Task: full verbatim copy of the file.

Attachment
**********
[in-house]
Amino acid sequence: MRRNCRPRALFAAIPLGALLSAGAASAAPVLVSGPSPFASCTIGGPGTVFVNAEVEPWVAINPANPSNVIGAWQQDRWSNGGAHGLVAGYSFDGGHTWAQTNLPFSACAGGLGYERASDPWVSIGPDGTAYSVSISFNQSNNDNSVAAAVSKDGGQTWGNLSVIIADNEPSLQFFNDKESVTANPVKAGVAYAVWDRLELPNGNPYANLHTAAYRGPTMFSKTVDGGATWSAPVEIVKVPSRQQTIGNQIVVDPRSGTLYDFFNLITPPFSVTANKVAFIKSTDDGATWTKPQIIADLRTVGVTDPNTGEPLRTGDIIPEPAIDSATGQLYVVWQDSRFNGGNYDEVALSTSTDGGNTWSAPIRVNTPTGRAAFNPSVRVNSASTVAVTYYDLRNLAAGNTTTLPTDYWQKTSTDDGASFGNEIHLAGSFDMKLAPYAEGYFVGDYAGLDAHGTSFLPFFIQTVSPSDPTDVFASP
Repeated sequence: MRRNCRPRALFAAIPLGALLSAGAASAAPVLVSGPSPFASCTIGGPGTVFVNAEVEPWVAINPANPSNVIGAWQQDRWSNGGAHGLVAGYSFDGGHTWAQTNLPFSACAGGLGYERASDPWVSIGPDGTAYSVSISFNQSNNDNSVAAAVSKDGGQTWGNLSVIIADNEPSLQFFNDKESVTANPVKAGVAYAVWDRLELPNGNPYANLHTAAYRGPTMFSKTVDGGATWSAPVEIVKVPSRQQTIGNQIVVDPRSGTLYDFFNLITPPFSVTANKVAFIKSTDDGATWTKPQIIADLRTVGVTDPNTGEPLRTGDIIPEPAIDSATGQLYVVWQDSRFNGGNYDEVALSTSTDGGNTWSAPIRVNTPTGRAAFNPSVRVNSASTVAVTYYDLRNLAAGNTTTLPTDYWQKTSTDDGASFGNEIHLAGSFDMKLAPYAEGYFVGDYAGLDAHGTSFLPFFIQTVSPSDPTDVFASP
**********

[in-house]
Amino acid sequence: MRRNCRPRALFAAIPLGALLSAGAASAAPVLVSGPSPFASCTIGGPGTVFVNAEVEPWVAINPANPSNVIGAWQQDRWSNGGAHGLVAGYSFDGGHTWAQTNLPFSACAGGLGYERASDPWVSIGPDGTAYSVSISFNQSNNDNSVAAAVSKDGGQTWGNLSVIIADNEPSLQFFNDKESVTANPVKAGVAYAVWDRLELPNGNPYANLHTAAYRGPTMFSKTVDGGATWSAPVEIVKVPSRQQTIGNQIVVDPRSGTLYDFFNLITPPFSVTANKVAFIKSTDDGATWTKPQIIADLRTVGVTDPNTGEPLRTGDIIPEPAIDSATGQLYVVWQDSRFNGGNYDEVALSTSTDGGNTWSAPIRVNTPTGRAAFNPSVRVNSASTVAVTYYDLRNLAAGNTTTLPTDYWQKTSTDDGASFGNEIHLAGSFDMKLAPYAEGYFVGDYAGLDAHGTSFLPFFIQTVSPSDPTDVFASP
Repeated sequence: MRRNCRPRALFAAIPLGALLSAGAASAAPVLVSGPSPFASCTIGGPGTVFVNAEVEPWVAINPANPSNVIGAWQQDRWSNGGAHGLVAGYSFDGGHTWAQTNLPFSACAGGLGYERASDPWVSIGPDGTAYSVSISFNQSNNDNSVAAAVSKDGGQTWGNLSVIIADNEPSLQFFNDKESVTANPVKAGVAYAVWDRLELPNGNPYANLHTAAYRGPTMFSKTVDGGATWSAPVEIVKVPSRQQTIGNQIVVDPRSGTLYDFFNLITPPFSVTANKVAFIKSTDDGATWTKPQIIADLRTVGVTDPNTGEPLRTGDIIPEPAIDSATGQLYVVWQDSRFNGGNYDEVALSTSTDGGNTWSAPIRVNTPTGRAAFNPSVRVNSASTVAVTYYDLRNLAAGNTTTLPTDYWQKTSTDDGASFGNEIHLAGSFDMKLAPYAEGYFVGDYAGLDAHGTSFLPFFIQTVSPSDPTDVFASP